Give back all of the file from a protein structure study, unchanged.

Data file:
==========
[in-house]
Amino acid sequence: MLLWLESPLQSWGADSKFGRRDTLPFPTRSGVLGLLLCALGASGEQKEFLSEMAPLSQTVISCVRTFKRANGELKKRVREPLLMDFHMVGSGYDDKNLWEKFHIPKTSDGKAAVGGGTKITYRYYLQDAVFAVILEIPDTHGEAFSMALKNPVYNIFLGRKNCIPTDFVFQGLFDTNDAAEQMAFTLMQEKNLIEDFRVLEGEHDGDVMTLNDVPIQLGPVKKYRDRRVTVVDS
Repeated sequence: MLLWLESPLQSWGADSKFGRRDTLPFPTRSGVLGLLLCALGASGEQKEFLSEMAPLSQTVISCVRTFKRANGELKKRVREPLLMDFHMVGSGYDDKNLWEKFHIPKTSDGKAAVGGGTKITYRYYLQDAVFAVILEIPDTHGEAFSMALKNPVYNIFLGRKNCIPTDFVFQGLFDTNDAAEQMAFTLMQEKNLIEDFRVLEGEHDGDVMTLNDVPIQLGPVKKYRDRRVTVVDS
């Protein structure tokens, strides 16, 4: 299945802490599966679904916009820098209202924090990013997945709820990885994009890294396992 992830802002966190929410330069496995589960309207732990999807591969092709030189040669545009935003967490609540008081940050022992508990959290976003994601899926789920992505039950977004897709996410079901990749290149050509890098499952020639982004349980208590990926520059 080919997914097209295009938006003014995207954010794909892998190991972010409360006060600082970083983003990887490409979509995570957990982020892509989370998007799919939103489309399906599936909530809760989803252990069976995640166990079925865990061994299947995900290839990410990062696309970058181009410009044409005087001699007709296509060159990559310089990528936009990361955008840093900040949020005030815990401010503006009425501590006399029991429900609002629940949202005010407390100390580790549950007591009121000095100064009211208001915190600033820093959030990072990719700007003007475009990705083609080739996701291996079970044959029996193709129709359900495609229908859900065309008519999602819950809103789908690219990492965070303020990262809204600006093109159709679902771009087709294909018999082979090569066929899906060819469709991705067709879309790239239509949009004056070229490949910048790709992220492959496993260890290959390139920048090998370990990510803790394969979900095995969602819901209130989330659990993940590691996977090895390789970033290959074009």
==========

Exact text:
[in-house]
Amino acid sequence: MLLWLESPLQSWGADSKFGRRDTLPFPTRSGVLGLLLCALGASGEQKEFLSEMAPLSQTVISCVRTFKRANGELKKRVREPLLMDFHMVGSGYDDKNLWEKFHIPKTSDGKAAVGGGTKITYRYYLQDAVFAVILEIPDTHGEAFSMALKNPVYNIFLGRKNCIPTDFVFQGLFDTNDAAEQMAFTLMQEKNLIEDFRVLEGEHDGDVMTLNDVPIQLGPVKKYRDRRVTVVDS
Repeated sequence: MLLWLESPLQSWGADSKFGRRDTLPFPTRSGVLGLLLCALGASGEQKEFLSEMAPLSQTVISCVRTFKRANGELKKRVREPLLMDFHMVGSGYDDKNLWEKFHIPKTSDGKAAVGGGTKITYRYYLQDAVFAVILEIPDTHGEAFSMALKNPVYNIFLGRKNCIPTDFVFQGLFDTNDAAEQMAFTLMQEKNLIEDFRVLEGEHDGDVMTLNDVPIQLGPVKKYRDRRVTVVDS
């Protein structure tokens, strides 16, 4: 299945802490599966679904916009820098209202924090990013997945709820990885994009890294396992 992830802002966190929410330069496995589960309207732990999807591969092709030189040669545009935003967490609540008081940050022992508990959290976003994601899926789920992505039950977004897709996410079901990749290149050509890098499952020639982004349980208590990926520059 080919997914097209295009938006003014995207954010794909892998190991972010409360006060600082970083983003990887490409979509995570957990982020892509989370998007799919939103489309399906599936909530809760989803252990069976995640166990079925865990061994299947995900290839990410990062696309970058181009410009044409005087001699007709296509060159990559310089990528936009990361955008840093900040949020005030815990401010503006009425501590006399029991429900609002629940949202005010407390100390580790549950007591009121000095100064009211208001915190600033820093959030990072990719700007003007475009990705083609080739996701291996079970044959029996193709129709359900495609229908859900065309008519999602819950809103789908690219990492965070303020990262809204600006093109159709679902771009087709294909018999082979090569066929899906060819469709991705067709879309790239239509949009004056070229490949910048790709992220492959496993260890290959390139920048090998370990990510803790394969979900095995969602819901209130989330659990993940590691996977090895390789970033290959074009």